First time write your polarity signs , let's just say all +'s to left (or up)
    Second time write them all right or down
    third time according to your best guess , which by now oughta be pretty good.
    If you don't get same answers each time you are making mistakes of algebra not EE.

    That will demonstrate the value of rigorous step by step algebra and of neatness on your worksheet. Keep your lines horizontal and your columns aligned.

    I did that in high school electronics class . One needs to have that subliminal confidence in the method.
    Kirchoff is very reliable. It's our own sloppy math that frustrates us.
    Develop rigor in your methods early on.

    My two cents, and that's probably overpriced...

    old jim
  16. Mar 6, 2016 #15
    I noticed that you probably think I know what equations to use or how to apply the law. Truth is, I don't even know where you start from - not only is this case.
    Anyway, I didn't have enough time this weekend to follow all of your instructions, but I read them all. Also, English is not my main language, so I need more time to assimilate what I read, especially on those huge guides you sent me.
    It'd be a lie if I said you helped me figure out what's happening on that circuit, but you helped me figure out a few other things - potentially useful for circuits in general.
    I think the best thing I can do is start reading a book on basic electronics analysis, and I usually trust the "For Dummies" series.
  17. Mar 6, 2016 #16

    jim hardy

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    okay we all started from there

    I think Hesch did that for you in post 10
    here it is again, perhaps a little more cookbook

    What: Arrive at the equations for KVL
    1. Assume directions of polarities and current flow.
    2. Imagine yourself a tiny particle of current and walk the loops, writing down the first polarity sign you encounter for each voltage .
    3. Solve the resulting algebraic equations.

    Step 1:

    i removed some more stuff from your drawing.

    Note all +'s are left or up
    all currents circulate CW
    that's just assumed
    any that were assumed wrong will have negative value at the end of (proper) calculations.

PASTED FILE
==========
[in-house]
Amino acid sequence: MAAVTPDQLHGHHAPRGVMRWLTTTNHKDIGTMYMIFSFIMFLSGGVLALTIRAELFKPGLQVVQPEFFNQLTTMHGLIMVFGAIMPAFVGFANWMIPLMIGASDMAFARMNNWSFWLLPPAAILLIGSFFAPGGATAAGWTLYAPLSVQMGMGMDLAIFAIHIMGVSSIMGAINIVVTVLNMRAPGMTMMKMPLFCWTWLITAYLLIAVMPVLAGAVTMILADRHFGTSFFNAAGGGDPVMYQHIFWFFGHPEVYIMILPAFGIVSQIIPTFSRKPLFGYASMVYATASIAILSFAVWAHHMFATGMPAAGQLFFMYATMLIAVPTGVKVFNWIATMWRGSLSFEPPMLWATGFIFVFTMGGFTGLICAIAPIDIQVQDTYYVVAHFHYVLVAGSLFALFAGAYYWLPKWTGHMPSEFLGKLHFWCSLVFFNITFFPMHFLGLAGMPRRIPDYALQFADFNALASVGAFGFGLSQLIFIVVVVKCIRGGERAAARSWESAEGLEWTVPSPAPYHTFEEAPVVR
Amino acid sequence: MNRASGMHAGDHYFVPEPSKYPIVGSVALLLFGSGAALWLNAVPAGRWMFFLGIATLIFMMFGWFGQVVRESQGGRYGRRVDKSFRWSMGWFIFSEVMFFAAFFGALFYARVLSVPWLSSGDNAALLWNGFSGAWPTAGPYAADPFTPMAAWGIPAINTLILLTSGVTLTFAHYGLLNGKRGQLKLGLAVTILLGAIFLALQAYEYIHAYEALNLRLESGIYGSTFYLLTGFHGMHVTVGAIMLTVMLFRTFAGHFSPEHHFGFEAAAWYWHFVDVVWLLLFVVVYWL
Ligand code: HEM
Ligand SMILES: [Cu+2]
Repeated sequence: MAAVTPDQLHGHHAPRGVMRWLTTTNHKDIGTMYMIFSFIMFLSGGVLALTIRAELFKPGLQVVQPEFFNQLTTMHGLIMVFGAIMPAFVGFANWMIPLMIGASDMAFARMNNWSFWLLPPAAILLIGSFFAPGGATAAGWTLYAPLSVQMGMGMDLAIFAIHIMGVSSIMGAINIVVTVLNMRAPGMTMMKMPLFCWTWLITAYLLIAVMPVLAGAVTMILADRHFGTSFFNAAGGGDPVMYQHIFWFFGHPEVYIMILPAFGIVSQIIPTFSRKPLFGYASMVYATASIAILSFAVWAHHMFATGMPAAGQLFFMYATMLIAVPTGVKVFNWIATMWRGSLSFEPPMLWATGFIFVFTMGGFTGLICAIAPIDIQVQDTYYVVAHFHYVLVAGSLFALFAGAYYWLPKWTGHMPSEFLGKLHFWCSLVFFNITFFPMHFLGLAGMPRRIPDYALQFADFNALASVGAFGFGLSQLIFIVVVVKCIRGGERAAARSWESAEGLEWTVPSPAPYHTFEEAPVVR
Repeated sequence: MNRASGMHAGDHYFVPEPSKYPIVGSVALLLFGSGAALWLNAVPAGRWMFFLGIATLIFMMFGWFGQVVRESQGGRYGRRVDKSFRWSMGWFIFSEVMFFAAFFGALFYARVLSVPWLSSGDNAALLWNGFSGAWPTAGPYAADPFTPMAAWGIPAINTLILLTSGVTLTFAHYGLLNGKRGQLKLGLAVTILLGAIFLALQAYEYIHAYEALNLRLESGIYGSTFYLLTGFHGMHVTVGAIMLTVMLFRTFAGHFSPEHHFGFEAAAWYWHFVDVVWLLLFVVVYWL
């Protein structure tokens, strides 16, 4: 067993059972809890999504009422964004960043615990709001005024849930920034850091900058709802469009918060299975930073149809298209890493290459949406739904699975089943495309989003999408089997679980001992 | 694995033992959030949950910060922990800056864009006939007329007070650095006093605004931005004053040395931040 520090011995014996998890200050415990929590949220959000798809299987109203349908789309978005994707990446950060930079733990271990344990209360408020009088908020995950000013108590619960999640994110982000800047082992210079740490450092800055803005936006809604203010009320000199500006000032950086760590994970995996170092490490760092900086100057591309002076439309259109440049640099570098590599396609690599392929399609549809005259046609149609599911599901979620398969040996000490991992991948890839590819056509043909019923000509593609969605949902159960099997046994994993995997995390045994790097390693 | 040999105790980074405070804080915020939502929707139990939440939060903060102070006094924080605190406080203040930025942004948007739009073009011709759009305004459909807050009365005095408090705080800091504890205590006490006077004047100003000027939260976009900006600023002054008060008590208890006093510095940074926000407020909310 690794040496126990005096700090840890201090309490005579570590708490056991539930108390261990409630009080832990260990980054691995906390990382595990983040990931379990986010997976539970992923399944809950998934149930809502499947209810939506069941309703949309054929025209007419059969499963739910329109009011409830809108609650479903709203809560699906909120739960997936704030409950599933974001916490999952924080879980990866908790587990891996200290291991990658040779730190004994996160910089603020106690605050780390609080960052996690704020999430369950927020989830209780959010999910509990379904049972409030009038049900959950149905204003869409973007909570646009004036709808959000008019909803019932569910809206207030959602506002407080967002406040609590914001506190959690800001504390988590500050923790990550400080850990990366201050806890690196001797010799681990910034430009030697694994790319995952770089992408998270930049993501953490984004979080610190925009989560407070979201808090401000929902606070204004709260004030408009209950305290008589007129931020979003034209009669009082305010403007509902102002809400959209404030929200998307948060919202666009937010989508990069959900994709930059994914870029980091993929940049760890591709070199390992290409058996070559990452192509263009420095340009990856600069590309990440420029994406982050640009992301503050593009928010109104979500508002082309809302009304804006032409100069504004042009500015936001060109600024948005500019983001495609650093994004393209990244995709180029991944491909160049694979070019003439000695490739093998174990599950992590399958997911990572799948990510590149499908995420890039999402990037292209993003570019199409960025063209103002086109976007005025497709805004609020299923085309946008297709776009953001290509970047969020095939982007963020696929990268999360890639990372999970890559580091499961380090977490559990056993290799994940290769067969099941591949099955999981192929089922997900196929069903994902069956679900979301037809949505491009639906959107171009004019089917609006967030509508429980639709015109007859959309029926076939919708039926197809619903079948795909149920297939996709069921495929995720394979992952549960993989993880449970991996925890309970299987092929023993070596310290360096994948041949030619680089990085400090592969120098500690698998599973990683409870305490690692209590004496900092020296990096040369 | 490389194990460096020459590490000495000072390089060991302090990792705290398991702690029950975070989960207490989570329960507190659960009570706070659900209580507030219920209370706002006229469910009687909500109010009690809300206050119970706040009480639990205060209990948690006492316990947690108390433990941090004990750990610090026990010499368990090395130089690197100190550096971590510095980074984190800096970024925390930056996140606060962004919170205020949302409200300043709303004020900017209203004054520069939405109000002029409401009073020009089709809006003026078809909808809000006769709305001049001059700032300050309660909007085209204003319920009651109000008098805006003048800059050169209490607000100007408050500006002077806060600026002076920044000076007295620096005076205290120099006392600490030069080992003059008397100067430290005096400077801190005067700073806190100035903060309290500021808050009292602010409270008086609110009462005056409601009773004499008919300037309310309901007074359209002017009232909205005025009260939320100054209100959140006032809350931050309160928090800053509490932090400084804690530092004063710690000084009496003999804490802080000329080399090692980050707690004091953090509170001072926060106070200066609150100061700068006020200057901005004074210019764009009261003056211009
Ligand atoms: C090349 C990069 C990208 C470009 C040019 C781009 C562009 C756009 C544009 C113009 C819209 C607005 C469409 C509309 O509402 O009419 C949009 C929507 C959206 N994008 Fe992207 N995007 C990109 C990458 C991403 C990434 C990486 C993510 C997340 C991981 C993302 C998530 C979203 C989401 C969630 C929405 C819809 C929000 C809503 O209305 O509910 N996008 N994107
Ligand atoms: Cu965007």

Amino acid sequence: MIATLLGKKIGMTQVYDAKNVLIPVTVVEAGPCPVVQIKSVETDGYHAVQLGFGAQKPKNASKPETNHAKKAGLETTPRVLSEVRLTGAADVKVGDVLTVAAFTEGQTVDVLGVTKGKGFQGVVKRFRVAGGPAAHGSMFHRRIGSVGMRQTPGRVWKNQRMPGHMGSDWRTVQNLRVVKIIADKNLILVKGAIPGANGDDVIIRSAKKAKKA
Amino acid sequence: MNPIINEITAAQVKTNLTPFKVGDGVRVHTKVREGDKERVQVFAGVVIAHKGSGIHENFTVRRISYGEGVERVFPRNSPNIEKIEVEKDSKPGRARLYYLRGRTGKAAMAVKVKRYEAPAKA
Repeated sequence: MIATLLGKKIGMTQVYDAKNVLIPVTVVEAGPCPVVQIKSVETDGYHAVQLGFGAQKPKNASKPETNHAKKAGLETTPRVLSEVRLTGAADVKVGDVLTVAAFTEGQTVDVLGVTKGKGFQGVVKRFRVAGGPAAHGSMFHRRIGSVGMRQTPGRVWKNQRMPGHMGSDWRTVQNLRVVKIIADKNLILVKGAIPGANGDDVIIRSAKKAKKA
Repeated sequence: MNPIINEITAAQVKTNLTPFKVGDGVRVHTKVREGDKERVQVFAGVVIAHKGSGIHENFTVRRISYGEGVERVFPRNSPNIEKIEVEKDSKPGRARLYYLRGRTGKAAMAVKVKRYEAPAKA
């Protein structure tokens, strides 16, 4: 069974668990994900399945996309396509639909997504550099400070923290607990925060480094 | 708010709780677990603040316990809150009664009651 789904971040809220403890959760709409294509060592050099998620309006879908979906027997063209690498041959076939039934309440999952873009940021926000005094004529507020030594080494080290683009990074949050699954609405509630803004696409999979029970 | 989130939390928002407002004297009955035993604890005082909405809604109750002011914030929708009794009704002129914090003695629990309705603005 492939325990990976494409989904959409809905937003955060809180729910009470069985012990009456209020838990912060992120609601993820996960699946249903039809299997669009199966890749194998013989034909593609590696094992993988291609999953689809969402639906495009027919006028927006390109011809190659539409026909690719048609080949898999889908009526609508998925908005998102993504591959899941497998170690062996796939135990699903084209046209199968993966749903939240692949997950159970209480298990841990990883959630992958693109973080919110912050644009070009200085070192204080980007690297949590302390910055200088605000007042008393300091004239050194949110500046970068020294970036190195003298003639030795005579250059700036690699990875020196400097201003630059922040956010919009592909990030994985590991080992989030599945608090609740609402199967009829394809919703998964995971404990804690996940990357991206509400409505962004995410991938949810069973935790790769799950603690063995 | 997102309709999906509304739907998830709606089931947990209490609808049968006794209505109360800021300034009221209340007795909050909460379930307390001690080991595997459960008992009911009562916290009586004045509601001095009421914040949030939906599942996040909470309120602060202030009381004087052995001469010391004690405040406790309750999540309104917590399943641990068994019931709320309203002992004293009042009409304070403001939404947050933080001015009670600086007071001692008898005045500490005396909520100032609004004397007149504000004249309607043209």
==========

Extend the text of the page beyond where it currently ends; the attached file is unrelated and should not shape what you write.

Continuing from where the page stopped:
If you're sloppy you'll miss a sign. That's why it is necessary for a klutz like me to work them over and over until i get same answer 3 times in a row.

    Okay, step 2:

    inject yourself in the circuit at some convenient spot, maybe lower left corner and walk the circuit. I'll just follow I1.
    Writing down the voltages i encounter, using first sign, i get
    -E1 + I1R1 + (I1-I3)R2 = 0
    Why did i write (I1-I3)R2 ? Because I1 and I3flow opposite directions so (their difference ) X R2 is the voltage. Were I3 also flowing down it'd be their sum.

    Next inject yourself in lower right corner and walk I3's path
    -(I1-I3)R2 + (I3-I2)R3 +I3R4 = 0

    and top right corner walking I2's path
    +E2 -(I3-I2)R3 -I2R5 + I2R6 = 0

    step 3:

    If you know the resistor values and E1 & E2
    then you have 3 equations and 3 unknowns
    -E1 + I1R1 + (I1-I3)R2 = 0
    -(I1-I3)R2 + (I3-I2)R3 +I3R4 = 0
    +E2 -(I3-I2)R3 -I2R5 + I2R6 = 0
    so it's 9th grade algebra from there.

    we used to say "plug and chug"..

    i hope i did that right - been fifty years now .....

    Would somebody younger check me above for flipped signs ?


    old jim
    Last edited: Mar 7, 2016
  18. Mar 7, 2016 #17
    Turns out the kind of instructions I needed were the cookbook ones!
    Also, turns out I was rushing a bit. Today we started working on simple circuits, explaining everything from scratch. I probably panicked thinking that there is stuff I should know and I just don't.
    Thank you, Jim and everyone for your precious time.
  19. Jan 27, 2017 #18
    Does the assignment of +'s and -'s have to do with the flow of current? I tried to solve the problem by arbitrarily assigning +'s and -'s and did not get the same answer after plugging in the same resistor and voltage source values.
  20. Jan 27, 2017 #19

    jim hardy

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    No, initial assignment is completely arbitrary, up to you. As you develop skill you get good at predicting how they're gonna work out .

    That's arithmetic mistakes not flawed EE theory.

    See post 16. I arbitrarily put all +'s left or up . You should work it several times as suggested in post 14.
    When you can crawl to the correct answer irrespective of initial polarity assumptions you are nearly ready to try walking.

    old jim